The second of the steps of love that St Bernard explains to us is linked to ‘God’s gifts’ what we are given by God. Bernard believed that as we experience God’s gifts or God’s action, especially in times of trouble, and experience some relief from our trouble or some consolation, so we grow in gratitude and grace. If we frequently turn to God when we are in difficulty, and feel that we are released from the difficulty through God’s grace, then we begin to love God for what he gives us and has done for us.
How can we understand psychologically what this might mean? One thought is that through God’s grace and action in us we are given strength enough to be sustained through whatever is happening to us. Abbe de Tourville wrote over a century ago about how we realise to what a degree, ‘our Lord always gets us out of our difficulties, in spite of our anxieties, weaknesses, and failings, then we begin to acquire assurance and serenity even in the midst of our troubles’. If we can trust God to be with us, and to help us, then the difficulty feels less overwhelming and even perhaps more meaningful.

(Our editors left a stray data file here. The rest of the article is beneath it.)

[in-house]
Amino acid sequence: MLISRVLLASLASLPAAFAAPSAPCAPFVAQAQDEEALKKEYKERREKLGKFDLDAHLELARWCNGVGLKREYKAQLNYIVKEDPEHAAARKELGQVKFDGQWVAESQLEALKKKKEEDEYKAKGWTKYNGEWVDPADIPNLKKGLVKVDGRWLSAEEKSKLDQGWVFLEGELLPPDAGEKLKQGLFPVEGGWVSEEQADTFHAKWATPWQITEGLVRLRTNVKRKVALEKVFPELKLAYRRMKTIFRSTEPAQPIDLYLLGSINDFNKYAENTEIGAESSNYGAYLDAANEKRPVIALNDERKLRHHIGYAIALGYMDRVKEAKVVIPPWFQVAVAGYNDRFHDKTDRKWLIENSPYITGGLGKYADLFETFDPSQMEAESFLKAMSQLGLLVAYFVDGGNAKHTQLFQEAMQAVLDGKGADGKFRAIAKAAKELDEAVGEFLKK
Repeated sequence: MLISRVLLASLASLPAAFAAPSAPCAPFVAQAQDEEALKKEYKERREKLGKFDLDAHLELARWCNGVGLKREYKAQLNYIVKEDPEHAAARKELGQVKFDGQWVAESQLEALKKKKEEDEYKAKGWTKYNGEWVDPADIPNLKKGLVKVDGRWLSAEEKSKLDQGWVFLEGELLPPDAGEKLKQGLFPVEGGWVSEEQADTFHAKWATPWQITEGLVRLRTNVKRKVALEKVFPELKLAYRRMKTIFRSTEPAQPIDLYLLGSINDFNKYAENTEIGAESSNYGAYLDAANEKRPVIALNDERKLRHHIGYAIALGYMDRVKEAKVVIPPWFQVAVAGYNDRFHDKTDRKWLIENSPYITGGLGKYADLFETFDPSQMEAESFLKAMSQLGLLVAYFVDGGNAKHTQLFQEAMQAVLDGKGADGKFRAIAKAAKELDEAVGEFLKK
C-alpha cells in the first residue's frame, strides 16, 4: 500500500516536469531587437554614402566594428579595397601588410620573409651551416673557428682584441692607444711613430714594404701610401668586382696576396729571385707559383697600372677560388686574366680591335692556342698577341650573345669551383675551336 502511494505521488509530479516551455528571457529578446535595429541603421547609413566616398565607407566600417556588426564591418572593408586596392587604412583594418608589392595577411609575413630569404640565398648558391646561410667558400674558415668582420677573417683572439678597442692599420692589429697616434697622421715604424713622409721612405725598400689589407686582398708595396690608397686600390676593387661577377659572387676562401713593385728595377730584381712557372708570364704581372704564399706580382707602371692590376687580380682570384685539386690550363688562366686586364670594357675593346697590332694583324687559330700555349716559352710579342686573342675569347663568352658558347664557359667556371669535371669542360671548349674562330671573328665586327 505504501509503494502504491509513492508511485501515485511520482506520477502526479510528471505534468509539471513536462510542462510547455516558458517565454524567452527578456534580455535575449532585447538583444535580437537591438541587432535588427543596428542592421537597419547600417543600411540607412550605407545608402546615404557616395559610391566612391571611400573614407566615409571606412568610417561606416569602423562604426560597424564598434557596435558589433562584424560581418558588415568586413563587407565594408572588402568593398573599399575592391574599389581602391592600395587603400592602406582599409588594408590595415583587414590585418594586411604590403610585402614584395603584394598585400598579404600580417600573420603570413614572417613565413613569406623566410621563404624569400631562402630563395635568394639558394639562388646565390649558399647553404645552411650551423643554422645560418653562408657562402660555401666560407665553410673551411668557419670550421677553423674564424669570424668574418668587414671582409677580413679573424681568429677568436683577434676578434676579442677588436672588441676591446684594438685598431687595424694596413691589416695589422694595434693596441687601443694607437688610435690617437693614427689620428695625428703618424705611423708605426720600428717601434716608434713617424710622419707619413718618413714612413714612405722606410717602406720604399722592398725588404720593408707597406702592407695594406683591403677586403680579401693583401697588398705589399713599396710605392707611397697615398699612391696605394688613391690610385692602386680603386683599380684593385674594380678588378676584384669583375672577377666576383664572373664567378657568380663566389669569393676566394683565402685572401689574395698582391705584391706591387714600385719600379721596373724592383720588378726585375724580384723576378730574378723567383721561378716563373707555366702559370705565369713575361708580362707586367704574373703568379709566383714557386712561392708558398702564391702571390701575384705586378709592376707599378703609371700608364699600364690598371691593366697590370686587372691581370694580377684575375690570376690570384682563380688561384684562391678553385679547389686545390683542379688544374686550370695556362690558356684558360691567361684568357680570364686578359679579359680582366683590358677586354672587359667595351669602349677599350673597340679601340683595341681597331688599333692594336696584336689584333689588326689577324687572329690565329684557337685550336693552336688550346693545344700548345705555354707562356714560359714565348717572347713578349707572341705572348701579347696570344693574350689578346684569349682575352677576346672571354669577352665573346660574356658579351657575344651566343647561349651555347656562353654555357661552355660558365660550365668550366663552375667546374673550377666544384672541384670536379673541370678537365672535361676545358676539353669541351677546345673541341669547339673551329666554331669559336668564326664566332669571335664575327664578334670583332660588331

One embarrassing thing that we might discover quite early on in thinking about ‘loving God for what he gives us’ is that we sometimes treat God as we do others – perhaps this is what step two of St Bernard’s ladder of love is really about. We are treating God as if he exists to serve and respond to our needs and this of course links back to step one of love. Thomas Merton was given the sudden spiritual insight, ‘I had fallen asleep in my sweet security. I was living as if God only existed to do me temporal favours’.
This awareness of the depths of our neediness – another gift from God – demands that we understand ourselves, and our motivation in turning to God. Inevitably within that understanding, we start to learn about humility and about knowing ourselves as we really are. Eventually in this knowing St Bernard says that we will move from centre stage to relocate God as the centre of our lives.
This reorientation is more about appreciating the ‘vertical dimension’. When we are self-preoccupied and limited to the first step of love, our horizons are seriously restricted. The edges of our world are defined by our needs, our projections, and our perceptions. As we become increasingly conscious the space around us opens up and we have new answers to old questions that go beyond the horizontal limits with which we had previously structured our life.